However, the process is slightly more complicated than this.
Evolutionarily speaking, holding onto stores of fat during times of food scarcity was a big advantage. Those of our ancestors who were able to eat less, but retain their fat stores, were more likely to survive when there was little to eat.
(Of course, we’re in a very different time now – and the main problem facing the metabolism of the Western world is that of obesity!)
As a result, our bodies have developed some very clever mechanisms to hold onto our fat stores even while dieting.
If you’re not eating enough to support your body’s needs, and/or your fat stores are running low, your body responds by doing its best to conserve energy and encourage caloric intake. This is managed by a ‘homeostatic endocrine response’ – changes in your hormones which attempt to curb fat loss.(2)
Put bluntly, when you restrict your calories, your metabolism slows right down and you become very hungry. Anyone who has been on a calorie-restricted diet will likely recognise these symptoms!
How can reverse dieting help you come off a restricted diet?
Say you’ve been on a restricted diet for several weeks or months, and you now want to return to your normal eating patterns.
The reverse dieting theory maintains that if you swapped straight back to your normal diet, the sudden increase of calories would be too much for your slowed metabolism to cope with.
The result? Those extra calories get stored as fat.
However, if you gradually reintroduce those calories over a long period of time, you’ll give your metabolism time to speed up alongside. Thus, your faster metabolism burns through the extra calories and you do not add to your fat stores.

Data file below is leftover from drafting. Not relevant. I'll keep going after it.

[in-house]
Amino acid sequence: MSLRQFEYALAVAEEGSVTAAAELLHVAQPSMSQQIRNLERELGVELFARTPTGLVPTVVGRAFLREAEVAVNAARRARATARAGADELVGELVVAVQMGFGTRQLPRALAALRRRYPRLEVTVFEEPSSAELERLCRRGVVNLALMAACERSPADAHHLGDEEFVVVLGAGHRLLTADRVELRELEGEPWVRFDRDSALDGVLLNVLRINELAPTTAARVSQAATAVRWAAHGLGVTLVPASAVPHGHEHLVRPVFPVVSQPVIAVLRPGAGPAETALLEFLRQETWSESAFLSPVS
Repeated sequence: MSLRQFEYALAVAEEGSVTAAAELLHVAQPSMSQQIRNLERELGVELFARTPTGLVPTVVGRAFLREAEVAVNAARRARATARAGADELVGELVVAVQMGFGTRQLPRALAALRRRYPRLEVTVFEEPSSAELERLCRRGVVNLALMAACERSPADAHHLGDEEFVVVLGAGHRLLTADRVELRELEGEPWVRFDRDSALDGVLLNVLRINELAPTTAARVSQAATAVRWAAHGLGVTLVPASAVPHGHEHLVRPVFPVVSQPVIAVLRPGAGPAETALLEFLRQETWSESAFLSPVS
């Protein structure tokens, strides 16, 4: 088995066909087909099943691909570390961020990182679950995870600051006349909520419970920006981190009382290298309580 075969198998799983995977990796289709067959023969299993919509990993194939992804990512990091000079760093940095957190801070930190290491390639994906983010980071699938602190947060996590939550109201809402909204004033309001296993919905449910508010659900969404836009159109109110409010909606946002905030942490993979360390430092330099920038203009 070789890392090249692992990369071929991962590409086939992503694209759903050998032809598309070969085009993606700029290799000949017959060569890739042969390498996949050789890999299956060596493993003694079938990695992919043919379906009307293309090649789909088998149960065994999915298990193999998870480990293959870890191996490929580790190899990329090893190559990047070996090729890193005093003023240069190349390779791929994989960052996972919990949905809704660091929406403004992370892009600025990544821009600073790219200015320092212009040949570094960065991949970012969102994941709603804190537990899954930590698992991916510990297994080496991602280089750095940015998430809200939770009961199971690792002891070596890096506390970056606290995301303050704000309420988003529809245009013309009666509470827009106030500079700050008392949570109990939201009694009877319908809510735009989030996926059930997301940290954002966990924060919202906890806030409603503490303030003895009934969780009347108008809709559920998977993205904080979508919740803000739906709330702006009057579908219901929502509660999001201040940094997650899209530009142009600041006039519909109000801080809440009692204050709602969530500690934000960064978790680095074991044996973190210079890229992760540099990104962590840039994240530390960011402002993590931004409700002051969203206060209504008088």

This should mean that you can go back to eating normally without returning to your pre-diet weight.
"Evolutionarily speaking, holding onto stores of fat during times of food scarcity was a big advantage."
Does reverse dieting work?
There is relatively little scientific literature on reverse dieting. Most of the evidence for it is anecdotal.
In fact, most of the information out there about reverse dieting focuses on the ways it might work, rather than offering scientific data to suggest that it actually does work.
For example, we know that restricting our calories decreases the amount of a hormone called leptin in our blood.
Leptin seems to be linked with appetite. When we’re short on calories, less leptin is in our system. When we have eaten well, we have lots of leptin and, at the same time, expend more energy.(2)
Therefore it stands to reason that eating more will increase our levels of leptin and therefore our energy expenditure.
However, this seems to be mainly a theory at this stage.
In addition, using a reverse dieting technique may help you manage the transition back to normal eating without ‘bingeing’. This could help you avoid any sudden spikes in calorie intake which might lead to weight gain.
In terms of scientific evidence, though, we haven’t been able to find any conclusive scientific studies to support reverse dieting to keep weight off following a restrictive diet.
In essence, restrictive dieting may work, but there’s too little information available for us to be sure.
Other ways to keep weight off
Scientists agree that the best way to avoid putting weight on is by eating healthily and exercising.
Indeed, some believe that the speed of your metabolism plays only a minor role in losing or maintaining weight. As we get older, poor diet and a sedentary lifestyle may be more important factors.(3)
The NHS recommends that all of us get at least 150 minutes of moderate intensity exercise every week. This is not just to help us maintain a healthy weight, but also to support our overall health and wellbeing.